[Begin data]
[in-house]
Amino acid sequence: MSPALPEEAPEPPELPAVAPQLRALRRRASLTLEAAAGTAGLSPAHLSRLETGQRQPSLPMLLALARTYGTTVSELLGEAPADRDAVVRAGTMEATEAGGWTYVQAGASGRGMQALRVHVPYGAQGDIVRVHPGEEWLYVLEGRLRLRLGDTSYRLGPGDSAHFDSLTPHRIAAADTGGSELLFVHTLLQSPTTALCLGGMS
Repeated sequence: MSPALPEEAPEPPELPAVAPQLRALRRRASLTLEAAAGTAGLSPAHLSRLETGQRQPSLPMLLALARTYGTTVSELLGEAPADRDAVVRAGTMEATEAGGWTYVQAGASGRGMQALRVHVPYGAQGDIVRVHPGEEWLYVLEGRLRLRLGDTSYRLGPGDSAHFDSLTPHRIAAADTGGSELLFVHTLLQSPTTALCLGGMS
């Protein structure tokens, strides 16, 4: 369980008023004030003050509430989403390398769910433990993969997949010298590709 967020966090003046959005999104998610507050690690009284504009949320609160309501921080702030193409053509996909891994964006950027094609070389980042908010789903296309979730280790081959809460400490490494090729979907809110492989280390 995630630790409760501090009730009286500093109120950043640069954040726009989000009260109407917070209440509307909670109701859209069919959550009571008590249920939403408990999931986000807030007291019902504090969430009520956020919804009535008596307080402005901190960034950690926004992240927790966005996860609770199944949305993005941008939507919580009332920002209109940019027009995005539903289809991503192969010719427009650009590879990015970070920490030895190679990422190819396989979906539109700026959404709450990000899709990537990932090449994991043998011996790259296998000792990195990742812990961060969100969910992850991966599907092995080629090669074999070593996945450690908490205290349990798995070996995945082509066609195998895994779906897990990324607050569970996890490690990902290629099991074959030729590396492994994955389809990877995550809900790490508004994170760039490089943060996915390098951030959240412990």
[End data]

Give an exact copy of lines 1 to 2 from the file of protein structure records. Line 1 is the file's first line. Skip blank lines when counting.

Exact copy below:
[in-house]
Amino acid sequence: MSPALPEEAPEPPELPAVAPQLRALRRRASLTLEAAAGTAGLSPAHLSRLETGQRQPSLPMLLALARTYGTTVSELLGEAPADRDAVVRAGTMEATEAGGWTYVQAGASGRGMQALRVHVPYGAQGDIVRVHPGEEWLYVLEGRLRLRLGDTSYRLGPGDSAHFDSLTPHRIAAADTGGSELLFVHTLLQSPTTALCLGGMS